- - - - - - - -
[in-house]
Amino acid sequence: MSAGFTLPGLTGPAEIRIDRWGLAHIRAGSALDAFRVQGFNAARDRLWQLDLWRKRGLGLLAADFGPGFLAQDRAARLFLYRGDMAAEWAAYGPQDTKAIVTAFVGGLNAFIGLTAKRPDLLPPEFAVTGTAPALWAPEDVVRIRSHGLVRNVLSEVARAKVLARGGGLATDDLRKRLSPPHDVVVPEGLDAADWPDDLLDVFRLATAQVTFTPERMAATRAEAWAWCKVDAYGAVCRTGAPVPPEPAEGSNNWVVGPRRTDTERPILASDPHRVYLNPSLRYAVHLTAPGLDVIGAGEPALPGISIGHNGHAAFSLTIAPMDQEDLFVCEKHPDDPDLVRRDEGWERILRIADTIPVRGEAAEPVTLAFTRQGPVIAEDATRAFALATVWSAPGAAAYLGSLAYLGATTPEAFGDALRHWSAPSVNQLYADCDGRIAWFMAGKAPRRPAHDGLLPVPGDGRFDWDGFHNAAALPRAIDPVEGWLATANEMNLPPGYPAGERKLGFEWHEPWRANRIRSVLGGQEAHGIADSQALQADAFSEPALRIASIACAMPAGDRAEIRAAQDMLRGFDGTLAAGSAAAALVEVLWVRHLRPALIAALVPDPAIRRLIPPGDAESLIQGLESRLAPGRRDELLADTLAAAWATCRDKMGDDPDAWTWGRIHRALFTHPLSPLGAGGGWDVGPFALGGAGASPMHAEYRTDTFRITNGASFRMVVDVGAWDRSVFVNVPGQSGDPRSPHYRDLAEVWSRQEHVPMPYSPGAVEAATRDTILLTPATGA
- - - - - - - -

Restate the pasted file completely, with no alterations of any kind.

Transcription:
[in-house]
Amino acid sequence: MSAGFTLPGLTGPAEIRIDRWGLAHIRAGSALDAFRVQGFNAARDRLWQLDLWRKRGLGLLAADFGPGFLAQDRAARLFLYRGDMAAEWAAYGPQDTKAIVTAFVGGLNAFIGLTAKRPDLLPPEFAVTGTAPALWAPEDVVRIRSHGLVRNVLSEVARAKVLARGGGLATDDLRKRLSPPHDVVVPEGLDAADWPDDLLDVFRLATAQVTFTPERMAATRAEAWAWCKVDAYGAVCRTGAPVPPEPAEGSNNWVVGPRRTDTERPILASDPHRVYLNPSLRYAVHLTAPGLDVIGAGEPALPGISIGHNGHAAFSLTIAPMDQEDLFVCEKHPDDPDLVRRDEGWERILRIADTIPVRGEAAEPVTLAFTRQGPVIAEDATRAFALATVWSAPGAAAYLGSLAYLGATTPEAFGDALRHWSAPSVNQLYADCDGRIAWFMAGKAPRRPAHDGLLPVPGDGRFDWDGFHNAAALPRAIDPVEGWLATANEMNLPPGYPAGERKLGFEWHEPWRANRIRSVLGGQEAHGIADSQALQADAFSEPALRIASIACAMPAGDRAEIRAAQDMLRGFDGTLAAGSAAAALVEVLWVRHLRPALIAALVPDPAIRRLIPPGDAESLIQGLESRLAPGRRDELLADTLAAAWATCRDKMGDDPDAWTWGRIHRALFTHPLSPLGAGGGWDVGPFALGGAGASPMHAEYRTDTFRITNGASFRMVVDVGAWDRSVFVNVPGQSGDPRSPHYRDLAEVWSRQEHVPMPYSPGAVEAATRDTILLTPATGA